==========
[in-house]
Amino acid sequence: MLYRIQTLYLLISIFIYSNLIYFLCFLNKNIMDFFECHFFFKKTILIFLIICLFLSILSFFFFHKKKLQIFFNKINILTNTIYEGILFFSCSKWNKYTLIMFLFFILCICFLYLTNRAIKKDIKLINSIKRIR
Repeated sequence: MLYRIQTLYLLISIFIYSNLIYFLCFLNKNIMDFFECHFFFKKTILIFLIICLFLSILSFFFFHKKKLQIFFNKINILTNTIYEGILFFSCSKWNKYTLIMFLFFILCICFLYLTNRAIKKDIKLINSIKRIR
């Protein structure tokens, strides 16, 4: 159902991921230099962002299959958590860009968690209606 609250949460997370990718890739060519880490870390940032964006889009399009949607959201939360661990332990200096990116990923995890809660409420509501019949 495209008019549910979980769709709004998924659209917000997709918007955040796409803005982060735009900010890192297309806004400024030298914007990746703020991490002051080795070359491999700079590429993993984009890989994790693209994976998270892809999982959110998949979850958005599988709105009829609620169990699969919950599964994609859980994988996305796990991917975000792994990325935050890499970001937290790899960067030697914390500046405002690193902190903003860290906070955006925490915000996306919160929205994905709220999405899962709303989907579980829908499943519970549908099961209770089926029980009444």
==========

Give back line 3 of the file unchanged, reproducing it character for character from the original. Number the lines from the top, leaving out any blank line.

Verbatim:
Repeated sequence: MLYRIQTLYLLISIFIYSNLIYFLCFLNKNIMDFFECHFFFKKTILIFLIICLFLSILSFFFFHKKKLQIFFNKINILTNTIYEGILFFSCSKWNKYTLIMFLFFILCICFLYLTNRAIKKDIKLINSIKRIR